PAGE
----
In light of the recent terrorist attack in Paris, David Cameron has urged that we fast track the proposed UK surveillance law, known to some as the “Snooper’s Charter”. Many other politicians including Boris Johnson and Lord Carlile have both said they are firmly behind the new proposal. This proposed bill will give the government the power to collect citizens’ web records, and to potentially read unencrypted communications, this was due to be debated sometime next year unless it is sped up and then formed into law.
- allow ministers to retain the power to sign off warrants for intrusive surveillance
- permit internet and communications companies to retain customer usage data for up to a year
- protect the ability of GCHQ and MI5 to bulk collect communications data and to hack in to a suspect’s electronic device
The bill did also include to ban or restrict some types of encryption, which could potentially lock out security services out of some parts of cyber space due to advanced security measures.
John Dempsey, forensic computer course leader at the University of Central Lancashire, said: “This bill is an attempt to balance the need for increased security with the public’s privacy rights. Unfortunately, though, the people with things to hide will try to hide them using various encryption technologies and private networks. Therefore, the bill in its current format probably won’t make any further impact on those who are actively trying to hide things, leaving only the typical Internet user having their data captured.”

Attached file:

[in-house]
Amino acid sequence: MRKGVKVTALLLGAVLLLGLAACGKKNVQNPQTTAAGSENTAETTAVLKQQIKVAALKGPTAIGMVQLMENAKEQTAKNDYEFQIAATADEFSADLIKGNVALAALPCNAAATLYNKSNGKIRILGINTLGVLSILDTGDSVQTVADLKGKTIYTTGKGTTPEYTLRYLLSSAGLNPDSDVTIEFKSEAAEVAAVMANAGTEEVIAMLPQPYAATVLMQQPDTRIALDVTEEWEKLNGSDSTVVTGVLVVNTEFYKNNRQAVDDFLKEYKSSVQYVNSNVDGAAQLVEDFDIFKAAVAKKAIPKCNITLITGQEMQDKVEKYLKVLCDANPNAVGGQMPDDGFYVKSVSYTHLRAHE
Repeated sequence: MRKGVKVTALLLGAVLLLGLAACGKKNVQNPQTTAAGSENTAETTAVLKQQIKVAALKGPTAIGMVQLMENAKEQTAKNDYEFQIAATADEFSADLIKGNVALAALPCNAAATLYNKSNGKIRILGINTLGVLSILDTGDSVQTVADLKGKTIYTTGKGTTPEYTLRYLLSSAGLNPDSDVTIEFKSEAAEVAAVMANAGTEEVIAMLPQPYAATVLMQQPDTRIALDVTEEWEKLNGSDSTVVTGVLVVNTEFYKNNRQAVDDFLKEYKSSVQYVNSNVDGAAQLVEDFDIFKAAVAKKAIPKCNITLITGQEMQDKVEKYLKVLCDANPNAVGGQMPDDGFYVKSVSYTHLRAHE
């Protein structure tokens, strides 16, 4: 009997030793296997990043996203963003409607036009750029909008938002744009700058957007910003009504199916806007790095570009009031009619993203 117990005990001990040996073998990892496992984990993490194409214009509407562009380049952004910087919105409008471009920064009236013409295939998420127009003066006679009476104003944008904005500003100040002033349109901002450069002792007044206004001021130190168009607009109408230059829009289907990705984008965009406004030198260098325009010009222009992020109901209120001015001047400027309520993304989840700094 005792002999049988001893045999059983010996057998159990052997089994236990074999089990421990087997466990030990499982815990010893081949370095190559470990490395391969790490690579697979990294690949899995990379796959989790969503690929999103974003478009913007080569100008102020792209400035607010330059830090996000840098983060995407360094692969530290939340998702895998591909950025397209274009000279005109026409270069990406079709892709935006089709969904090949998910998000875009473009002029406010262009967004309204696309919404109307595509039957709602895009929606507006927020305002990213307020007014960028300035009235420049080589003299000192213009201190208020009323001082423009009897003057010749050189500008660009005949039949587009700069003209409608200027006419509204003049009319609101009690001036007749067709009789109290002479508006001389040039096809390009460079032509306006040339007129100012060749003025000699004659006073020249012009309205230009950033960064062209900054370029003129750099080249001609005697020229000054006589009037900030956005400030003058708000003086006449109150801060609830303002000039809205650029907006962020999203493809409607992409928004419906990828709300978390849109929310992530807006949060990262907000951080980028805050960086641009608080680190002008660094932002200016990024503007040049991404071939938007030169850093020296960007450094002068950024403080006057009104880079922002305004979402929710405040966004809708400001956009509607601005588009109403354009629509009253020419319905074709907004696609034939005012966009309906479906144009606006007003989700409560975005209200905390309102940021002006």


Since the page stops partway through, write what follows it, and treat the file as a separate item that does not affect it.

So what does this mean for us? Well there will be no visible change in any platforms that we use to communicate or send any data from, this is going to be on applications such as WhatsApp and Snapchat. These two platforms do both used encrypted data to send messages between users and if they don’t comply with the new legislation that could be banned from the UK all together. Apart from this there is no doubt that the government’s increased powers will add to the paranoia amongst the general public and in particular the younger generations.
The danger of this new power is that it could lead to there being more secure communications, making it even more difficult for the government to control. This could lead to further tightening of security and further restrictions on what data can and can’t be encrypted.